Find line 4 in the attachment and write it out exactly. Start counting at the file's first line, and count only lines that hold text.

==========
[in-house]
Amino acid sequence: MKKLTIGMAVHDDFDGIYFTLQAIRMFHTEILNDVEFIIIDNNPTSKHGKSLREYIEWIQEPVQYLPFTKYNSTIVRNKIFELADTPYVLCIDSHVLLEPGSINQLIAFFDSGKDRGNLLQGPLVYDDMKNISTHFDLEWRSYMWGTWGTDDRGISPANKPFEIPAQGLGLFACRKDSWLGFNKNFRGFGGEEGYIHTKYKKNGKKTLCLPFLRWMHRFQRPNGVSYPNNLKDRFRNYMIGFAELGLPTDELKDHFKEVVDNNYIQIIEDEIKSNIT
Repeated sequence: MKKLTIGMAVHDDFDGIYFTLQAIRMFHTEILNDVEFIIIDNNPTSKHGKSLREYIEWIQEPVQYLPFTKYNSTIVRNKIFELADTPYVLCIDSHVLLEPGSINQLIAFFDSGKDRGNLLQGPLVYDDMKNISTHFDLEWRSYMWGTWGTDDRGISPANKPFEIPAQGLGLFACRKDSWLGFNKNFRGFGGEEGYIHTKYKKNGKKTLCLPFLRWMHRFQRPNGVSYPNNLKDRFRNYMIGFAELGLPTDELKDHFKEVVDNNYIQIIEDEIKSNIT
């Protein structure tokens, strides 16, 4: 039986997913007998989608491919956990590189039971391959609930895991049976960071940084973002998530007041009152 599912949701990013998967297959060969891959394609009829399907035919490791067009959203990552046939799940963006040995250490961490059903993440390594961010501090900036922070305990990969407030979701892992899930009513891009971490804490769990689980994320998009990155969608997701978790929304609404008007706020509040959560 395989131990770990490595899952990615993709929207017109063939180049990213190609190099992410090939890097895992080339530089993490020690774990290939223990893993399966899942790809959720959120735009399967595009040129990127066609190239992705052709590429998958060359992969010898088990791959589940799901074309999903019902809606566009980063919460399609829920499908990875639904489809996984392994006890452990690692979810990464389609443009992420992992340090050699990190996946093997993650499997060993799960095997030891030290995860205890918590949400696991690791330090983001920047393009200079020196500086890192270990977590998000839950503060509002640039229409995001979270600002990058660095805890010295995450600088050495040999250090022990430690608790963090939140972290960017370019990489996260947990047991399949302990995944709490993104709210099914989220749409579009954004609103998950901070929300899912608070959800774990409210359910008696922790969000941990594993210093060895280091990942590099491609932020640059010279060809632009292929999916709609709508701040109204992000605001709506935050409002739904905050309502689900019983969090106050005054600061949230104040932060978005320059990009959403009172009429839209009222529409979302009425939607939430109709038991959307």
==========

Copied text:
């Protein structure tokens, strides 16, 4: 039986997913007998989608491919956990590189039971391959609930895991049976960071940084973002998530007041009152 599912949701990013998967297959060969891959394609009829399907035919490791067009959203990552046939799940963006040995250490961490059903993440390594961010501090900036922070305990990969407030979701892992899930009513891009971490804490769990689980994320998009990155969608997701978790929304609404008007706020509040959560 395989131990770990490595899952990615993709929207017109063939180049990213190609190099992410090939890097895992080339530089993490020690774990290939223990893993399966899942790809959720959120735009399967595009040129990127066609190239992705052709590429998958060359992969010898088990791959589940799901074309999903019902809606566009980063919460399609829920499908990875639904489809996984392994006890452990690692979810990464389609443009992420992992340090050699990190996946093997993650499997060993799960095997030891030290995860205890918590949400696991690791330090983001920047393009200079020196500086890192270990977590998000839950503060509002640039229409995001979270600002990058660095805890010295995450600088050495040999250090022990430690608790963090939140972290960017370019990489996260947990047991399949302990995944709490993104709210099914989220749409579009954004609103998950901070929300899912608070959800774990409210359910008696922790969000941990594993210093060895280091990942590099491609932020640059010279060809632009292929999916709609709508701040109204992000605001709506935050409002739904905050309502689900019983969090106050005054600061949230104040932060978005320059990009959403009172009429839209009222529409979302009425939607939430109709038991959307």